Bourbon Street Beat – Mrs Margaret Macinally / I Will Do Fine – artwork
This sadly marks the last feature of a band I have always enjoyed, who how have now packed up their bags and moved to pastures new. Alerting fans that their final gig was notification in February that a show towards the end of April was to be the closing of the book and to mark the occasion a double A Side Single would be released – Mrs Margaret Macinally / I Will Do Fine.
On Friday the video to accompany Mrs Margaret Macinally was revealed. I bid adieu to Bourbon Street Beat who will be sorely missed and wish Iain, Joe and Andy best in their future endeavours.
Introduced back in June, the English rock’n’roll trio, Bourbon Street Beat brought to light a new song recently.
Bourbon Street Beat
The live studio recording of The T.V Said It’s Rainin’ is the first introduction to a song that hasn’t yet even made gig appearance, though rumour would suggest it may makes it performance début on the 21st at The Eagle Inn in Salford (England).
Far slower than previous material featured The T.V Said It’s Rainin’ explores more of the ’60s brit-rock influences of Bourbon Street Beat and the listener can’t help but long that more of this sound spinning around the airwaves as the track relies explicitly on timing rather than fancy footwork on pedals.
Though that isn’t to say the wow and reverb that appears from time to time is unwelcome as it gives The T.V Said It’s Rainin’ a somewhat psychedelic blues temperament.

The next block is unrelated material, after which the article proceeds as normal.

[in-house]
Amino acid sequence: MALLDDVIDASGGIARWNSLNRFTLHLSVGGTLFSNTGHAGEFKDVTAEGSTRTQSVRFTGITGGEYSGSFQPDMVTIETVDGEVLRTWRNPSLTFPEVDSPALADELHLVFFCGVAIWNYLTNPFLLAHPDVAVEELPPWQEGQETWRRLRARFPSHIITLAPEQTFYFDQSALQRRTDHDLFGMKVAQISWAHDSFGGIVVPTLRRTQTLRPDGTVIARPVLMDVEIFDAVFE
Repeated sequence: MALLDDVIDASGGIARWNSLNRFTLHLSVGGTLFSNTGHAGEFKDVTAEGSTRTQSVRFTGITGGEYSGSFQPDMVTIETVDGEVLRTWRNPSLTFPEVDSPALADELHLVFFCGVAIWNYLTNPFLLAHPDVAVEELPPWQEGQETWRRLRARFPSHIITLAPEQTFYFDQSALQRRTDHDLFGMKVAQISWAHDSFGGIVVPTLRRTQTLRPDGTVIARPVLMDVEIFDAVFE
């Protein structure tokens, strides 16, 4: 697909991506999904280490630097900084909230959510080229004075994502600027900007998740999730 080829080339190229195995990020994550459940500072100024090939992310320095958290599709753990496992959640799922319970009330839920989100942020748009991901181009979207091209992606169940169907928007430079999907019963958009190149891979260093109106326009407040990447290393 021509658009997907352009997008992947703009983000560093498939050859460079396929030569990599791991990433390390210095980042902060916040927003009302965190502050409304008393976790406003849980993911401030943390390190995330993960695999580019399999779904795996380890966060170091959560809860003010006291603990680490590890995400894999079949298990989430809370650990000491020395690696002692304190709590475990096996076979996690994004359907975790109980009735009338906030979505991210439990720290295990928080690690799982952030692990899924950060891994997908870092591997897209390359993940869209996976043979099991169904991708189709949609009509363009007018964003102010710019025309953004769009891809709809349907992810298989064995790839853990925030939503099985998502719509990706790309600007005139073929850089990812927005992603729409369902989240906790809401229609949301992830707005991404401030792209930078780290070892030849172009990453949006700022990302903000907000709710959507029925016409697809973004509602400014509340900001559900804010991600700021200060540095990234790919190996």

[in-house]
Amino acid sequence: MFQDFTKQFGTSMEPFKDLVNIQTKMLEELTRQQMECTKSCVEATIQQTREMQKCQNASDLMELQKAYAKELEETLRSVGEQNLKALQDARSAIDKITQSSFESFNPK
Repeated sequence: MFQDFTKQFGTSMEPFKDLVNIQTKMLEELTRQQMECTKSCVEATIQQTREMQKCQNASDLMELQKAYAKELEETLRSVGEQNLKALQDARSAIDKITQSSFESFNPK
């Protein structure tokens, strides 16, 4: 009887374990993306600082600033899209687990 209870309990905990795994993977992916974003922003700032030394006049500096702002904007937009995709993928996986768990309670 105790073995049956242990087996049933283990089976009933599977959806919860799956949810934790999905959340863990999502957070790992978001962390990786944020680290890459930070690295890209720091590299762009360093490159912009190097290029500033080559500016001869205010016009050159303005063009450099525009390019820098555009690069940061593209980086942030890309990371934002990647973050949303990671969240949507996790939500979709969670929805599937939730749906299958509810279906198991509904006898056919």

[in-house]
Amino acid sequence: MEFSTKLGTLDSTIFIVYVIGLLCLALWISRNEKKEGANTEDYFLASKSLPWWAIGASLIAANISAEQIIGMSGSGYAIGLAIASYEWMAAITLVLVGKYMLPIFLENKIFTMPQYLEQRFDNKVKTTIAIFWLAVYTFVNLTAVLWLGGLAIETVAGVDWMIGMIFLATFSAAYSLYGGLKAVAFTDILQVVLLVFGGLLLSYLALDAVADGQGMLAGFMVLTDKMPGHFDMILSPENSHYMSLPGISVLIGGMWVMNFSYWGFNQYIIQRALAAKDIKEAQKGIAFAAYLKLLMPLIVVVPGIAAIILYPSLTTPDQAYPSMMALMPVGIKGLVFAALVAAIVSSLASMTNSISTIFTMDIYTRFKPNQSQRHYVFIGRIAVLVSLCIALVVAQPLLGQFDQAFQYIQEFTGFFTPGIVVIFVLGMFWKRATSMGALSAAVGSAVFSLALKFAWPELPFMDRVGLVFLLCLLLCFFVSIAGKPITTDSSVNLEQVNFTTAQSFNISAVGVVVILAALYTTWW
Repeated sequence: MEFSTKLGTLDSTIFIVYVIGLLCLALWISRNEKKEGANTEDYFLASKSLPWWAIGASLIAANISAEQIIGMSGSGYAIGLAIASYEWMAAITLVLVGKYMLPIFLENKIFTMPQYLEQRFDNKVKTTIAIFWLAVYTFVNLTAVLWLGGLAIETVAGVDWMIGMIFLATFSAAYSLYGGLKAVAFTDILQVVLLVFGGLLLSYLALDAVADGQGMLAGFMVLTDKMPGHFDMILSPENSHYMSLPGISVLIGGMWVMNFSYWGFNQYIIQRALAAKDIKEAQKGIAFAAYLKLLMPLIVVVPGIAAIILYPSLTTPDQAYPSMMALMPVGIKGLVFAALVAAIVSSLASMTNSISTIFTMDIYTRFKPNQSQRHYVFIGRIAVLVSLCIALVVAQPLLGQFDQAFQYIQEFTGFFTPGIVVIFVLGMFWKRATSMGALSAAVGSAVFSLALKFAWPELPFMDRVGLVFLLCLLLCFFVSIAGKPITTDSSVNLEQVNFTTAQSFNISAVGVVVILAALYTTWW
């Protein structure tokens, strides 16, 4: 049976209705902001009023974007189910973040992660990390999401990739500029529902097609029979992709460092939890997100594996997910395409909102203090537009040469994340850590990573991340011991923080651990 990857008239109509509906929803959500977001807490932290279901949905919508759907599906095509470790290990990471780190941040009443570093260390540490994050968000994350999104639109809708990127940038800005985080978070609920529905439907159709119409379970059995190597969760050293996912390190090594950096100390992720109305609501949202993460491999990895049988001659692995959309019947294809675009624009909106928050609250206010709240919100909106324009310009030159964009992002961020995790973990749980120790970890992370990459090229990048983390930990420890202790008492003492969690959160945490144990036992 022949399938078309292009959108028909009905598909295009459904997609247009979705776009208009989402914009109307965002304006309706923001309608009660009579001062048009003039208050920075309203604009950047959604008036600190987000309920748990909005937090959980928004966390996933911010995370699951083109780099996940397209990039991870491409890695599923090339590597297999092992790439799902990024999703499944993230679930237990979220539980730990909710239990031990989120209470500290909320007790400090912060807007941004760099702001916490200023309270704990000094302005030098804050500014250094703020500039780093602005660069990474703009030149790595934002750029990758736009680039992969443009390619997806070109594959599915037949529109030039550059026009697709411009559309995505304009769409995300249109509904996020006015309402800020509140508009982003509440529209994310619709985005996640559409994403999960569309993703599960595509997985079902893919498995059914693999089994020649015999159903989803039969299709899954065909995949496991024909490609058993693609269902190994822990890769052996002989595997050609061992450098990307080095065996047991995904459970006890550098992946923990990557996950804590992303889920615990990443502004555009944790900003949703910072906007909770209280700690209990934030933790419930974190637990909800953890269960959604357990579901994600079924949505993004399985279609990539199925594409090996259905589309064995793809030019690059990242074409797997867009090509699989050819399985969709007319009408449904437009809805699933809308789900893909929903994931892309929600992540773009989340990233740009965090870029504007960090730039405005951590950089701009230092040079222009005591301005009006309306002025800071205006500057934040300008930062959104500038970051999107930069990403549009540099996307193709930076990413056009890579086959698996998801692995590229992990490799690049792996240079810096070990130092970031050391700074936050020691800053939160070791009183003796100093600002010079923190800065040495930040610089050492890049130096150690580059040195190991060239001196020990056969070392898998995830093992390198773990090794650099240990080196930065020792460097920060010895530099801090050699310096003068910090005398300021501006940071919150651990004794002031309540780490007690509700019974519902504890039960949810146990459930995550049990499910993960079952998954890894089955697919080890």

Bourbon Street Beat from Manchester in England is the rock-a-billy trio of Iain Hammond (Vocal / Guitar), Joe Morrison-Hay (Bass) and Andy Mackenzie (Drums).
Bourbon Street Beat
Other than turning up the speakers and making space for a dance-floor, the only other decision to make when hitting play with Bourbon Street Beat is to decide between brothel-creepers or a pair of Mayura Boots.
Gilding easy flowing Southern Blues with temper, the trio offer a sound which combines square-dance with rock’n’roll to afford the audience the opportunity to take the sound as they see fit and as you well know by now I have inevitably reached for a pair of electric blue brothel-creepers to accompany the writing of this article.
Bourbon Street Beat don’t attempt to challenge the audience with complex forays of sound, rather extend the opportunity to move the legs in time. Sometimes this is all you want of music and the trio are deft exponents at creating a sound which includes everyone.
Whilst they are able to deliver unctuous reference points for a lap-steel to join in, the material doesn’t appear lacking as underlying it is an ever present need to keep moving and it is the ability of the trio to create music that doesn’t short-change the audience as the easy to grapple with beats are underpinned by strong melody.